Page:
Our Story

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Swift Industries is a two-person bicycle pannier company in Seattle, Washington. We design and hand-make bicycle panniers and accessories from the very first snip to the very last bolt. We love bicycles, relish adventure, and have deep admiration for high quality handcrafts. Swift Industries is the perfect project for us to fuse all three.

In 2008 Swift Industries was born. Fueled by a love for creating and building, and longing to participate in an economy founded in local handcraft, we embarked. Bicycle touring is a large part of our lives. We delight in the notion of self-propelled travel, and have spent months over the years taking to the open road. Before a tour around the Olympic Peninsula we started mulling over new bag designs, and within months found ourselves drafting and redrafting the first patterns. With our basement as our workshop and Cascadia as our playground, Swift Industries was born. We strive to make really amazing bags, keep things small, and grow ever so slowly. Ultimately, our company is imbued by the sensibilities of bicycle touring:

Trust that you’re capable of going the distance
Let the experience fuel your creativity
Have a plan, and plan not to stick with it
Enjoy your encounters with the people you meet along the way
Move steadily and with purpose
Heighten your sense of place
Find inspiration in the little things
Get lost every once in a while
Be aware of the impact that you make

We see our company as a celebration of culture and an ode to the bicycle itself. We gain endless inspiration from the people deliberately welding their own steel tubing, or hand fabricating headset badges; the kind who rise at 5:20am on a winter’s day to ride with friends, and those who make the open road their temporary homes.

Meet the Makers

Martina Brimmer

Martina built up her first bike in 2003, and has been committed to bicycling ever since. A cycling tour down the California Coast introduced her to a completely new way to travel—one that pushed her physical boundaries, sparked her interest in the local communities she passed through, and tied perfectly to larger social and environmental questions she wrangled with. She has used bicycles for pleasure, education, transportation, and inspiration ever since.

Working for a local messenger bag company refined Martina’s designing and stitching abilities. She found herself combining two passions: sewing and bikes. It was a natural transition to begin a bicycle pannier company.

A jack-of-most-trades: when she’s not stitching your custom bicycle panniers, you can find Martina knitting at the brewery by her house, helping deliver babies, teaching in a local high school, and cycling the San Juan Islands with her students.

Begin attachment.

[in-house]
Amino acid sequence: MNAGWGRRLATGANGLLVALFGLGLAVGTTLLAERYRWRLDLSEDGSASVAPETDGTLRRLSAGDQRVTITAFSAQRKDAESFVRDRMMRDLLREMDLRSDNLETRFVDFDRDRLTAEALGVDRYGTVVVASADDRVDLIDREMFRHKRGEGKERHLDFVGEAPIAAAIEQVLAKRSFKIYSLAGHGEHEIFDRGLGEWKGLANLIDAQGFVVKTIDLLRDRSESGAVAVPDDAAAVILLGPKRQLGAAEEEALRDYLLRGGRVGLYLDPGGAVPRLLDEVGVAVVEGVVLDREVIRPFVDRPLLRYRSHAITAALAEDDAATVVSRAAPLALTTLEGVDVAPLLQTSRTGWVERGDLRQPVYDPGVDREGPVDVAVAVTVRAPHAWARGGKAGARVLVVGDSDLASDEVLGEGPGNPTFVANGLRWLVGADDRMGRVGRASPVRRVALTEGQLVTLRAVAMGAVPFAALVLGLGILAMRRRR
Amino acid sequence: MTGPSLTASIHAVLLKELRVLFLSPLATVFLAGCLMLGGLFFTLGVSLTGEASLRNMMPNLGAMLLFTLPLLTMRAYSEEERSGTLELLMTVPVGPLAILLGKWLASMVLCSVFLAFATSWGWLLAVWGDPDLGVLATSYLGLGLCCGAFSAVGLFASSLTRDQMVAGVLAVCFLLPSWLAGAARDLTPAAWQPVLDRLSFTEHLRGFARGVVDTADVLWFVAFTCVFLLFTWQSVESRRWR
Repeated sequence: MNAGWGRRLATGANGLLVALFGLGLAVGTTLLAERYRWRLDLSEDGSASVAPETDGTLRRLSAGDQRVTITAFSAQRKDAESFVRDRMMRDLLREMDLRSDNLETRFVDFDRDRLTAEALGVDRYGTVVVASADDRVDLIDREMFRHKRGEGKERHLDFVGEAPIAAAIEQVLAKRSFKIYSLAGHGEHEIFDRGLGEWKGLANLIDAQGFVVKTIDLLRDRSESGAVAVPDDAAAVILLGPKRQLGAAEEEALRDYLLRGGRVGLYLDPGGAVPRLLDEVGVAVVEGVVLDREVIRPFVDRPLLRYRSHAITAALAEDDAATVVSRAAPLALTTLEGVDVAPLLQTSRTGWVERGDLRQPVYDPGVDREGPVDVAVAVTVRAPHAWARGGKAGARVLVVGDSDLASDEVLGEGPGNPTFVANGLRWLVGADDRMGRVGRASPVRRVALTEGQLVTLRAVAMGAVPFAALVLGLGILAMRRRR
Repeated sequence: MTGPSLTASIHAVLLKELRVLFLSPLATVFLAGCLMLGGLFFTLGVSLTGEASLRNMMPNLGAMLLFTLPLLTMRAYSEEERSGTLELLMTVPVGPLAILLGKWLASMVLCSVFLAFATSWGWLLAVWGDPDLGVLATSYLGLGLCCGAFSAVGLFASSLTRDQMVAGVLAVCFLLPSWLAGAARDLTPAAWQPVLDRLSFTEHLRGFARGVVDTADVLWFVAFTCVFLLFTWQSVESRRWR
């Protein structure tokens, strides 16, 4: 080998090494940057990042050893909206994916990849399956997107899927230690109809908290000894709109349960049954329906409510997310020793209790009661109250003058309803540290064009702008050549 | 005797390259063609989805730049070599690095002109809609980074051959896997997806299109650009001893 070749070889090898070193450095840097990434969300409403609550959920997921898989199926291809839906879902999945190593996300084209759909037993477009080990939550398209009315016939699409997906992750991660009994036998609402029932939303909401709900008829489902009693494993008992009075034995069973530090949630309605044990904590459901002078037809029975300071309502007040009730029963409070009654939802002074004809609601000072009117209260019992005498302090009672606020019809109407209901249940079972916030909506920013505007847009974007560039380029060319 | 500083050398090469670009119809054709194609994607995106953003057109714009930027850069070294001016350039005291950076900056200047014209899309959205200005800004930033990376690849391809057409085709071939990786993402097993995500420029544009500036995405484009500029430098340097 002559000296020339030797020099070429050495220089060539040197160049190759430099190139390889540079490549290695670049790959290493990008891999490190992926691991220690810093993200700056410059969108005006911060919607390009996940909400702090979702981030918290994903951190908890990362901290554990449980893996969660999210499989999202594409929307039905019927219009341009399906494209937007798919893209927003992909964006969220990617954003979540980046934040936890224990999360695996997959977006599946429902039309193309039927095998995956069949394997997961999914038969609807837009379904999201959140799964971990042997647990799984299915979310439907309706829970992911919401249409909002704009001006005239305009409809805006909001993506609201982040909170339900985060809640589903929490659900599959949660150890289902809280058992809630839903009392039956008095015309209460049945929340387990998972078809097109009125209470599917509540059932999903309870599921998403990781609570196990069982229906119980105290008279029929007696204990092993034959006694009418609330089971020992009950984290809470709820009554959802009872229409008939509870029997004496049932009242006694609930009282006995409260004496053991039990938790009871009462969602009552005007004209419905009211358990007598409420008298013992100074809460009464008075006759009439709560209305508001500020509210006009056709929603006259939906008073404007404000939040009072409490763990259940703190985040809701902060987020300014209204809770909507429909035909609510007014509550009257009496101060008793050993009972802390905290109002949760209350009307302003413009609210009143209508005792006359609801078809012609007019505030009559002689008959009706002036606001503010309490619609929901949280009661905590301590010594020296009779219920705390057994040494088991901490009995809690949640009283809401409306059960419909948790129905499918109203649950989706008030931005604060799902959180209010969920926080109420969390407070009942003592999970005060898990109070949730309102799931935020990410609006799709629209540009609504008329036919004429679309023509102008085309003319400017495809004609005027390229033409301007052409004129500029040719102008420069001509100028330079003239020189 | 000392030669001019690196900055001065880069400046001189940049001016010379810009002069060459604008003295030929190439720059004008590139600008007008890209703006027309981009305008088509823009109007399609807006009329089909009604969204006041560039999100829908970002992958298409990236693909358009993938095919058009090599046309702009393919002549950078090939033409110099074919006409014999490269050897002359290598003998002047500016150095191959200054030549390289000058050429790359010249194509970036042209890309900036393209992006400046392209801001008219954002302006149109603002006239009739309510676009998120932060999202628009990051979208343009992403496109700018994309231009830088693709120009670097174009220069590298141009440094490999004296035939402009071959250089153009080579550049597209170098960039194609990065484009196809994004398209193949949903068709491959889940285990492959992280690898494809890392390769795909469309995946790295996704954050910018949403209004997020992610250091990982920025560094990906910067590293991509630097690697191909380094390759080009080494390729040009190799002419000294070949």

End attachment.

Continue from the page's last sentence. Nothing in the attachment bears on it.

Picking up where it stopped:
Jason Goodman

Jason ‘Goods’ has been working on and with bicycles for over 12 years. The outdoors is where he feels most at home: biking, hiking, and climbing. You need a knot tied or a bird identified? No problem. As a cyclist and educator Jason strives to blend environmental and social issues, looking at how human communities are tied to the larger ecosystem, and how we humans can live more compassionately with one another and the environment at large.

Jason is always interested in building things and learning. Years ago he began dabbling with an old sewing machine that belonged to his great grandma. Although he’s not the fastest stitcher in the West, he is always eager to make things that function well, last a long time, and that look sharp.

When Jason’s not looming over the “electric warrior” (sewing machine) you can probably find him mountain biking, teaching environmental sciences to Seattle’s kids or trying to figure out how to make leather shoes.

Ilana left NYC for Seattle in Sept of ’08. With a background in museum and gallery work, she was looking for a new career path and greener, more mountainous surroundings. Soon after moving she bought her first sewing machine, her first road bike, and had the good fortune to land in a house next door to the owners and founders of Swift Industries, Martina & Jason. After years of bonding with both machine and bicycle, and some introductory classes at the New York Fashion Academy in Ballard, she approached Swift for a job and was ecstatic to land one. Ilana also works bookkeeping at the Northwest Film Forum, and spends much of her free time watching and studying film, riding her bike, sewing things for her nieces and nephews, and generally enjoying the city she lives in and the company she keeps.